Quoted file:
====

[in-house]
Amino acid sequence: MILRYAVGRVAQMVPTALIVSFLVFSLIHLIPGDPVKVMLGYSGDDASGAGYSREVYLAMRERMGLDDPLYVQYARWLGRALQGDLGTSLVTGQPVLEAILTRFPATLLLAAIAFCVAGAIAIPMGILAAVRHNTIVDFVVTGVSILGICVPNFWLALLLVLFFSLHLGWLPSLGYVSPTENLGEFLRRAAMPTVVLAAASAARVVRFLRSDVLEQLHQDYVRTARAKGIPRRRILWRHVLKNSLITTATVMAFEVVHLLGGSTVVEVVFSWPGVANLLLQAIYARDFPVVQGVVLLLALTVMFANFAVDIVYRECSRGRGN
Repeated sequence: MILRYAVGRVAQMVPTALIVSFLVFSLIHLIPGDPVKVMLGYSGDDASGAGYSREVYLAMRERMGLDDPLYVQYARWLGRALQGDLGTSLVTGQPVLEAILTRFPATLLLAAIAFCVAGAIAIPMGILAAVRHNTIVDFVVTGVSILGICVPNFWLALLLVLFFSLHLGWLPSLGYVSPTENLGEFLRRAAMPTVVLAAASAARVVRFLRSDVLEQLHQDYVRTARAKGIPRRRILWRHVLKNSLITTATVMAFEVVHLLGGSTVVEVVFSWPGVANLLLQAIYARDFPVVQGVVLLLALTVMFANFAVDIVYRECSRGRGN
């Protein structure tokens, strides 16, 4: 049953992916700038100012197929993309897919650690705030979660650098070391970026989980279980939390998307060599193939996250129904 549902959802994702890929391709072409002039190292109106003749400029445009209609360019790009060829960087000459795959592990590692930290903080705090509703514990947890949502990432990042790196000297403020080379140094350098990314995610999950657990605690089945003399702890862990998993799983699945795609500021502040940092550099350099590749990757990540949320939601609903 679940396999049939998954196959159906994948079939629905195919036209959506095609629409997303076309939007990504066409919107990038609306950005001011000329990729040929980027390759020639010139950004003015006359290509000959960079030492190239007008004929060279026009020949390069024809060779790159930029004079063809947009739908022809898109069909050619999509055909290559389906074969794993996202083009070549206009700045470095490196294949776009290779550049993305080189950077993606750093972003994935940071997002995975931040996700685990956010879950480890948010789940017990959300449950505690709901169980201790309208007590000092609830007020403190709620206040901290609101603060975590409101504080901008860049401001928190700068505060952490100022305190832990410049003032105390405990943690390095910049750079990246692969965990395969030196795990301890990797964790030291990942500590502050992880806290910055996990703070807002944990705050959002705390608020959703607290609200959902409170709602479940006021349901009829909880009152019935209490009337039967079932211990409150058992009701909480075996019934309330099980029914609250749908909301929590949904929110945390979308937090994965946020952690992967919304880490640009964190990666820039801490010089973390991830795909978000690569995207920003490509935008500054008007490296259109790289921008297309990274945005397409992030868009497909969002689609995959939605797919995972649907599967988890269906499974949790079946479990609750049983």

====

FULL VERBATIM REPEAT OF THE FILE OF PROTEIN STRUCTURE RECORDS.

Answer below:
[in-house]
Amino acid sequence: MILRYAVGRVAQMVPTALIVSFLVFSLIHLIPGDPVKVMLGYSGDDASGAGYSREVYLAMRERMGLDDPLYVQYARWLGRALQGDLGTSLVTGQPVLEAILTRFPATLLLAAIAFCVAGAIAIPMGILAAVRHNTIVDFVVTGVSILGICVPNFWLALLLVLFFSLHLGWLPSLGYVSPTENLGEFLRRAAMPTVVLAAASAARVVRFLRSDVLEQLHQDYVRTARAKGIPRRRILWRHVLKNSLITTATVMAFEVVHLLGGSTVVEVVFSWPGVANLLLQAIYARDFPVVQGVVLLLALTVMFANFAVDIVYRECSRGRGN
Repeated sequence: MILRYAVGRVAQMVPTALIVSFLVFSLIHLIPGDPVKVMLGYSGDDASGAGYSREVYLAMRERMGLDDPLYVQYARWLGRALQGDLGTSLVTGQPVLEAILTRFPATLLLAAIAFCVAGAIAIPMGILAAVRHNTIVDFVVTGVSILGICVPNFWLALLLVLFFSLHLGWLPSLGYVSPTENLGEFLRRAAMPTVVLAAASAARVVRFLRSDVLEQLHQDYVRTARAKGIPRRRILWRHVLKNSLITTATVMAFEVVHLLGGSTVVEVVFSWPGVANLLLQAIYARDFPVVQGVVLLLALTVMFANFAVDIVYRECSRGRGN
């Protein structure tokens, strides 16, 4: 049953992916700038100012197929993309897919650690705030979660650098070391970026989980279980939390998307060599193939996250129904 549902959802994702890929391709072409002039190292109106003749400029445009209609360019790009060829960087000459795959592990590692930290903080705090509703514990947890949502990432990042790196000297403020080379140094350098990314995610999950657990605690089945003399702890862990998993799983699945795609500021502040940092550099350099590749990757990540949320939601609903 679940396999049939998954196959159906994948079939629905195919036209959506095609629409997303076309939007990504066409919107990038609306950005001011000329990729040929980027390759020639010139950004003015006359290509000959960079030492190239007008004929060279026009020949390069024809060779790159930029004079063809947009739908022809898109069909050619999509055909290559389906074969794993996202083009070549206009700045470095490196294949776009290779550049993305080189950077993606750093972003994935940071997002995975931040996700685990956010879950480890948010789940017990959300449950505690709901169980201790309208007590000092609830007020403190709620206040901290609101603060975590409101504080901008860049401001928190700068505060952490100022305190832990410049003032105390405990943690390095910049750079990246692969965990395969030196795990301890990797964790030291990942500590502050992880806290910055996990703070807002944990705050959002705390608020959703607290609200959902409170709602479940006021349901009829909880009152019935209490009337039967079932211990409150058992009701909480075996019934309330099980029914609250749908909301929590949904929110945390979308937090994965946020952690992967919304880490640009964190990666820039801490010089973390991830795909978000690569995207920003490509935008500054008007490296259109790289921008297309990274945005397409992030868009497909969002689609995959939605797919995972649907599967988890269906499974949790079946479990609750049983």